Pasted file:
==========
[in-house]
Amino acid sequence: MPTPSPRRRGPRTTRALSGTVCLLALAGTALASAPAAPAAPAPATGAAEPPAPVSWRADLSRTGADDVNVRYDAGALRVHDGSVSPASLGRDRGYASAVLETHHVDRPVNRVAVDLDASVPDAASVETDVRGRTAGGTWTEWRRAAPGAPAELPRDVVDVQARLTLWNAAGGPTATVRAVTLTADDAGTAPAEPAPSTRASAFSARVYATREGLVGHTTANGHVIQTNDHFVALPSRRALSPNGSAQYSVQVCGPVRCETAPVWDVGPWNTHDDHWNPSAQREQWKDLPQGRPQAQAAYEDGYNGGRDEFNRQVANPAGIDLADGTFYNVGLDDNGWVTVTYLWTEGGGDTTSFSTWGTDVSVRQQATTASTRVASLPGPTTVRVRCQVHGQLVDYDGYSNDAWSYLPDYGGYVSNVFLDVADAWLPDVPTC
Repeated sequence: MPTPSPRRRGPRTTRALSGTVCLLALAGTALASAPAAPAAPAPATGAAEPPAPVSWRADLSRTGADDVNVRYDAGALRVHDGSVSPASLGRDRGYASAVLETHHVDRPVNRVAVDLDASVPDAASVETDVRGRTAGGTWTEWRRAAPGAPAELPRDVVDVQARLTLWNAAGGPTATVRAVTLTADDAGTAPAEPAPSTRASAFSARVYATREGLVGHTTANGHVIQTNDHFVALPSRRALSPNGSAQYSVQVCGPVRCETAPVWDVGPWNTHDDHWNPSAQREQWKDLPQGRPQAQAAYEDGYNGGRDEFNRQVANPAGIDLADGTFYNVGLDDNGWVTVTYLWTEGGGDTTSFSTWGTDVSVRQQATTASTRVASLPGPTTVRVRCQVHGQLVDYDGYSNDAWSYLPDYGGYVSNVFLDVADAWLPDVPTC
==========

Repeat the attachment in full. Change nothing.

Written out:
[in-house]
Amino acid sequence: MPTPSPRRRGPRTTRALSGTVCLLALAGTALASAPAAPAAPAPATGAAEPPAPVSWRADLSRTGADDVNVRYDAGALRVHDGSVSPASLGRDRGYASAVLETHHVDRPVNRVAVDLDASVPDAASVETDVRGRTAGGTWTEWRRAAPGAPAELPRDVVDVQARLTLWNAAGGPTATVRAVTLTADDAGTAPAEPAPSTRASAFSARVYATREGLVGHTTANGHVIQTNDHFVALPSRRALSPNGSAQYSVQVCGPVRCETAPVWDVGPWNTHDDHWNPSAQREQWKDLPQGRPQAQAAYEDGYNGGRDEFNRQVANPAGIDLADGTFYNVGLDDNGWVTVTYLWTEGGGDTTSFSTWGTDVSVRQQATTASTRVASLPGPTTVRVRCQVHGQLVDYDGYSNDAWSYLPDYGGYVSNVFLDVADAWLPDVPTC
Repeated sequence: MPTPSPRRRGPRTTRALSGTVCLLALAGTALASAPAAPAAPAPATGAAEPPAPVSWRADLSRTGADDVNVRYDAGALRVHDGSVSPASLGRDRGYASAVLETHHVDRPVNRVAVDLDASVPDAASVETDVRGRTAGGTWTEWRRAAPGAPAELPRDVVDVQARLTLWNAAGGPTATVRAVTLTADDAGTAPAEPAPSTRASAFSARVYATREGLVGHTTANGHVIQTNDHFVALPSRRALSPNGSAQYSVQVCGPVRCETAPVWDVGPWNTHDDHWNPSAQREQWKDLPQGRPQAQAAYEDGYNGGRDEFNRQVANPAGIDLADGTFYNVGLDDNGWVTVTYLWTEGGGDTTSFSTWGTDVSVRQQATTASTRVASLPGPTTVRVRCQVHGQLVDYDGYSNDAWSYLPDYGGYVSNVFLDVADAWLPDVPTC